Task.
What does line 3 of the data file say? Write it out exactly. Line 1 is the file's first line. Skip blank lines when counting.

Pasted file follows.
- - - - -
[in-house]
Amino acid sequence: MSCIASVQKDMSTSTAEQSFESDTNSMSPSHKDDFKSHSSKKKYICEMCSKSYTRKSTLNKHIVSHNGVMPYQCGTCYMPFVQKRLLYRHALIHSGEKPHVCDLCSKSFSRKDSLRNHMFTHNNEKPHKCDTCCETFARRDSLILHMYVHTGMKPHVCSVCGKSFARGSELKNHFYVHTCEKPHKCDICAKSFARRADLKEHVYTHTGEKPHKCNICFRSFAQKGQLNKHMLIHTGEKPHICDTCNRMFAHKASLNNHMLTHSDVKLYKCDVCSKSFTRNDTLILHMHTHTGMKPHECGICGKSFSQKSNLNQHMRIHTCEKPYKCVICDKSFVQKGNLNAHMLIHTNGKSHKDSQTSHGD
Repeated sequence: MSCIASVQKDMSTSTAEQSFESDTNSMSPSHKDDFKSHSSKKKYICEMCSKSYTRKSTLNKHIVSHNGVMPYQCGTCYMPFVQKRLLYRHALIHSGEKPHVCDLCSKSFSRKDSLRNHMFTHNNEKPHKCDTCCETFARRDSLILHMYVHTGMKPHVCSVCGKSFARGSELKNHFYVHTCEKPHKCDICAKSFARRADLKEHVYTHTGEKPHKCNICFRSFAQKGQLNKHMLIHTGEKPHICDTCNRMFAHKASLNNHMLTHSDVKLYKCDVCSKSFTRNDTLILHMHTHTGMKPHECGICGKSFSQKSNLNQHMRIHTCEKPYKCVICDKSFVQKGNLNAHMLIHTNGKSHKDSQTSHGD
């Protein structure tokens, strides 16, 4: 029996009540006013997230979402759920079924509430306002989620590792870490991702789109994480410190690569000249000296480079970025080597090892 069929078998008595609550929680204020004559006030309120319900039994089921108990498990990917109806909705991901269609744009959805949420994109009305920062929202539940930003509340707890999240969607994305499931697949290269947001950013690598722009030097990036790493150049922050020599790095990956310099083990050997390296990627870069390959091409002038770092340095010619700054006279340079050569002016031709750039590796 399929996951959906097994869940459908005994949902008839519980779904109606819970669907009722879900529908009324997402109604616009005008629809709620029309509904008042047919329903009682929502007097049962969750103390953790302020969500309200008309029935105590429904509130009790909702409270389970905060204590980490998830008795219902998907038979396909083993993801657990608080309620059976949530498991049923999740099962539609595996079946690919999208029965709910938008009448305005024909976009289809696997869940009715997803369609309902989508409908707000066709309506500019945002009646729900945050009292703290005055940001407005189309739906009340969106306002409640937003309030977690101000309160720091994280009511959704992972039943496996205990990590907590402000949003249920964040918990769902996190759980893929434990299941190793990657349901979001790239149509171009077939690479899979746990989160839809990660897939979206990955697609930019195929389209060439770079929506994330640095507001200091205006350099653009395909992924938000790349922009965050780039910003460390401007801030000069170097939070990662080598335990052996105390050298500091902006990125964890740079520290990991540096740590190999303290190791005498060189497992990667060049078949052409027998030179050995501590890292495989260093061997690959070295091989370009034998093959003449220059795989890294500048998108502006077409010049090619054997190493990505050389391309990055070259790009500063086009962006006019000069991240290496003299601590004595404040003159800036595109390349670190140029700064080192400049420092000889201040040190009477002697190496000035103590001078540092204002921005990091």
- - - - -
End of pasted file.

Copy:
Repeated sequence: MSCIASVQKDMSTSTAEQSFESDTNSMSPSHKDDFKSHSSKKKYICEMCSKSYTRKSTLNKHIVSHNGVMPYQCGTCYMPFVQKRLLYRHALIHSGEKPHVCDLCSKSFSRKDSLRNHMFTHNNEKPHKCDTCCETFARRDSLILHMYVHTGMKPHVCSVCGKSFARGSELKNHFYVHTCEKPHKCDICAKSFARRADLKEHVYTHTGEKPHKCNICFRSFAQKGQLNKHMLIHTGEKPHICDTCNRMFAHKASLNNHMLTHSDVKLYKCDVCSKSFTRNDTLILHMHTHTGMKPHECGICGKSFSQKSNLNQHMRIHTCEKPYKCVICDKSFVQKGNLNAHMLIHTNGKSHKDSQTSHGD